Sundance film review: "The Details"

Wed Jan 26, 2011 4:20pm EST

Director Jacob Aaron Estes (C) arrives with cast members (L-R) Ray Liotta, Dennis Haysbert, Kerry Washington and Tobey Maguire for the premiere of the film ''The Details'' during the Sundance Film Festival in Park City, Utah January 24, 2011. REUTERS/Lucas Jackson

Director Jacob Aaron Estes (C) arrives with cast members (L-R) Ray Liotta, Dennis Haysbert, Kerry Washington and Tobey Maguire for the premiere of the film ''The Details'' during the Sundance Film Festival in Park City, Utah January 24, 2011.

Credit: Reuters/Lucas Jackson

PARK CITY, Utah (Hollywood Reporter) - If the devil is in "The Details," it's human bumbling that invites him in. Dr. Jeff Lang (Tobey Maguire) and is wife Nealy (Elizabeth Banks) live a comfortable middle-class life in Seattle, USA, but a chain reaction of thoughtless actions turns what starts out as a romantic comedy into something much darker and richer. Writer-director Jacob Aaron Estes' real accomplishment is successfully moving the tone of the movie from broad comedy to some serious business. "The Details" was picked up at Sundance by the Weinsteins, who should be able to use the picture's star power and savvy marketing to make it a date night conversation piece.

The film starts innocently enough with raccoons invading the Lang's newly sodded suburban backyard. Jeff tries everything—bells, traps, poison. It's the poison that gets him in trouble when crazy neighbor Lila's cat takes a bite. Laura Linney delivers a great comic performance as the unhinged, flamboyantly over-the-top neighbor, a cross between Auntie Mame and Mrs. Robinson. Of course, she's lonely and when she unzips Jeff's fly to console her for her loss, he does nothing to stop her as she clutches his face with her fingers. Things really get sticky when she announces her pregnancy and intention to keep the baby.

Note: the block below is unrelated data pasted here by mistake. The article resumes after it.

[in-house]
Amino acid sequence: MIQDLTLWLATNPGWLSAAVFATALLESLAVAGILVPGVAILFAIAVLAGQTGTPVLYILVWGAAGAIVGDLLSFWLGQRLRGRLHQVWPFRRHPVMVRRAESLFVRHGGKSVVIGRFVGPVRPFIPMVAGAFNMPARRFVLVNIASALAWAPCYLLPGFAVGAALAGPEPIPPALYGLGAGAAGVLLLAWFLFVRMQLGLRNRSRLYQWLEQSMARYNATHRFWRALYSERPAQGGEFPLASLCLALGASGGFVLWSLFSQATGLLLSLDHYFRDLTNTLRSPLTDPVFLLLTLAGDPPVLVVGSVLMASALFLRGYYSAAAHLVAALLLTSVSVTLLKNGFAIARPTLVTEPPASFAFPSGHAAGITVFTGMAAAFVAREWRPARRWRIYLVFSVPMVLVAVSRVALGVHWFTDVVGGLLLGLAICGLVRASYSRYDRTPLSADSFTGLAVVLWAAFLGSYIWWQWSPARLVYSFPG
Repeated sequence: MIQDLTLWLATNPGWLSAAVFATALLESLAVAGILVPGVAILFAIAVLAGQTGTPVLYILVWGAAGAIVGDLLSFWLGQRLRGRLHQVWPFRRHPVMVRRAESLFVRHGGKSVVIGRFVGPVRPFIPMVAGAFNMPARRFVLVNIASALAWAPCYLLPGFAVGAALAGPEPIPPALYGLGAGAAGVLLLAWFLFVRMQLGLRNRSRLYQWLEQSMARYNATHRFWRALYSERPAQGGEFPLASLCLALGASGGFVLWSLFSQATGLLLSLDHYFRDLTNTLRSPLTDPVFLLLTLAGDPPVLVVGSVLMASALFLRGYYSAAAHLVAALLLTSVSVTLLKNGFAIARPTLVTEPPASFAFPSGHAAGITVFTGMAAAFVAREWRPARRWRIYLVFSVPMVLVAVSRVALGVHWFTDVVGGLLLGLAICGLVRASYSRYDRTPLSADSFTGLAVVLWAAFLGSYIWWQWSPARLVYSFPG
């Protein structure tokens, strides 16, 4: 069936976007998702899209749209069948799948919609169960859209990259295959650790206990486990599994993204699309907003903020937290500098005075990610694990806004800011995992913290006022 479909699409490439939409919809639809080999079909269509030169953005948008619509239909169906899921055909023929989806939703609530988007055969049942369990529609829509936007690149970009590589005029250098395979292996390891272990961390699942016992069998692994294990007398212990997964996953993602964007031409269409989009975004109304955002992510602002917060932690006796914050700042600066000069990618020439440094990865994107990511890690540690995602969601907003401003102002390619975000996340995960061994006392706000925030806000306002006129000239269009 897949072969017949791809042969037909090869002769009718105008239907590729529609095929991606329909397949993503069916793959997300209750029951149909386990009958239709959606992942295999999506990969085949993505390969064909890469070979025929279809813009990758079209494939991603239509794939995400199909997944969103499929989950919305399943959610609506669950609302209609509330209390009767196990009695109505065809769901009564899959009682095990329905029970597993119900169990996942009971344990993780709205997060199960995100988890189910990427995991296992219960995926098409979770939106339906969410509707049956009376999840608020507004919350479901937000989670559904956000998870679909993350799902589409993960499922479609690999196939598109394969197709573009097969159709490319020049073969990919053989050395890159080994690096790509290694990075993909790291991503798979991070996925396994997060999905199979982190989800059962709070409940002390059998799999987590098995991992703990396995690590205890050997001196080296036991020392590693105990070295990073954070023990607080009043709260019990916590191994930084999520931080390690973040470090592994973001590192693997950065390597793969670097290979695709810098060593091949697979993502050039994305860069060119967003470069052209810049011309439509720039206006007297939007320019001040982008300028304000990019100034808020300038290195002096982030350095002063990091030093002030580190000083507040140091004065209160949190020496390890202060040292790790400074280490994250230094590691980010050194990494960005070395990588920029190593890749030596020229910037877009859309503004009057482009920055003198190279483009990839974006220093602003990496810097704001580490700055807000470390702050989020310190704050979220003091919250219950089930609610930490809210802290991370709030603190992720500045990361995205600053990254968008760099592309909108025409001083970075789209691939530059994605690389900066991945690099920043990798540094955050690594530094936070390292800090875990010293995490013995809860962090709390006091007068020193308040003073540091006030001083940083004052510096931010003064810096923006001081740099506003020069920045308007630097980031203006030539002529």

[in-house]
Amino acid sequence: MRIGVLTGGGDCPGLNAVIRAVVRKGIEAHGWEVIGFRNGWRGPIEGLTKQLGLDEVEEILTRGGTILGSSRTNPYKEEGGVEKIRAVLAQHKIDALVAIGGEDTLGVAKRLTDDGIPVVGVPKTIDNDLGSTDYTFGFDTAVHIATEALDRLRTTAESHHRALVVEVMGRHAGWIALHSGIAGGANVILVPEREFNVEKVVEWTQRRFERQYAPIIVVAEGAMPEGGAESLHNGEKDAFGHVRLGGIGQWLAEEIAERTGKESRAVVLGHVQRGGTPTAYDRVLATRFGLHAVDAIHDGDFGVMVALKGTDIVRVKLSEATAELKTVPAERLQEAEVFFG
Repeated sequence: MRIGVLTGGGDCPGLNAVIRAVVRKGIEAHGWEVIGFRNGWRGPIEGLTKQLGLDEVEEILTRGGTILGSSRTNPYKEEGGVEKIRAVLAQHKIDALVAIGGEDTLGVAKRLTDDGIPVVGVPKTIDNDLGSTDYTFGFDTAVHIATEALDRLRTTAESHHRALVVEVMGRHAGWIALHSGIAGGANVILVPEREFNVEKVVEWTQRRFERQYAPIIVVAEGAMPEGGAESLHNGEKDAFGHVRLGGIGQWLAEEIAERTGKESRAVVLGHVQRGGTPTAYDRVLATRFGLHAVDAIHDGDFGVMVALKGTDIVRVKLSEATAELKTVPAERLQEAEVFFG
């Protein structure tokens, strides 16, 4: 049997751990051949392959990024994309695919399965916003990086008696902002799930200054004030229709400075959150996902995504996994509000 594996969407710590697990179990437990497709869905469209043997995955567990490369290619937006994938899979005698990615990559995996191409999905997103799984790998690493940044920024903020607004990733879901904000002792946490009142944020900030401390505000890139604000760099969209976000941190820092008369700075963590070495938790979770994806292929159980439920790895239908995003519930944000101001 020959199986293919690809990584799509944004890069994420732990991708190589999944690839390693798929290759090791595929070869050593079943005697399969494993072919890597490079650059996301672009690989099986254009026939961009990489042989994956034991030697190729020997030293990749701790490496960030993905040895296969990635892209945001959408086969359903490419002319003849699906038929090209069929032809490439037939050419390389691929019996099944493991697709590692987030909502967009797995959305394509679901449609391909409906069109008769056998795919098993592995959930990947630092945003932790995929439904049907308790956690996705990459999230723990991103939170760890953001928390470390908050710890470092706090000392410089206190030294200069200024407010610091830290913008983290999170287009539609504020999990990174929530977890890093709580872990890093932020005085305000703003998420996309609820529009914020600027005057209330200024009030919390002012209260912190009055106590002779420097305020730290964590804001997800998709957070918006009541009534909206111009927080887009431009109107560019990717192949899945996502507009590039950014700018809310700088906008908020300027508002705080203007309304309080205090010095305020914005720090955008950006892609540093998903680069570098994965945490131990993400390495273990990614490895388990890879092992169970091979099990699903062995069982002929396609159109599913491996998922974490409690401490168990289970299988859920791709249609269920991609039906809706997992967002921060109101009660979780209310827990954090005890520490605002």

Jeff is already in hot water from sleeping with his best friend's (Ray Liotta) wife (Kerry Washington). In a clever and telling bit, after the deed he sits in his Prius and programs the GPS to take him to hell. "Searching for hell," it tells him. He knows he's done something wrong but doesn't have a moral compass to tell him how to get out of it.

Jeff is kind of a blank slate, which Maguire captures well with his shy smile and unassuming manner. It's not that he's a bad guy, it's more like he is a man-boy who doesn't understand the consequences off his actions. He's weak-willed, so he allows things to just happen to him.

But he is not incapable of doing a good deed and donates a kidney to his basketball buddy Lincoln (Dennis Haysbert). In the end, though, his chain of missteps catches up with him big time and he must come clean to his wife. All of it—the cheating in medical school, the infidelity, and complicity in a serious crime. He feels bad, very bad, but as usual, he doesn't know what to do about it. Nealy has to make a moral decision for him, and when she says go home, it looks like they will live happily ever after; it's a Crimes and Misdemeanors moment. In a quick coda, we see they have solved the raccoon problem, planted a garden of flowers, and Nealy has become pregnant with her second child.

But in an interesting choice, Estes has already shown us in the film's opening scene that Jeff doesn't get away with it. It would have been a totally different film if the audience didn't know what was coming. In any case, Estes seems to have some kind of divine plan, and whether the piano that falls from the sky and crushes Jeff comes from heaven or hell, the director apparently believes you get what you deserve in the end.

In terms of the production, Estes has paid great attention to the details. Sharon Meir's cinematography captures the ordinariness of daily life and production designer Toby Corbett has created a place for these people to live that reflects their personality—bland for the Langs and over-baked for Lila. There are, however, some beats missing in Estes' script and some plausibility issues. The real story takes a bit too long to settle in, but for the most part Estes is able to skillfully maneuver the film from rom-com territory to the land of moral ambiguity where most of us live.

(Editing by Zorianna Kit)

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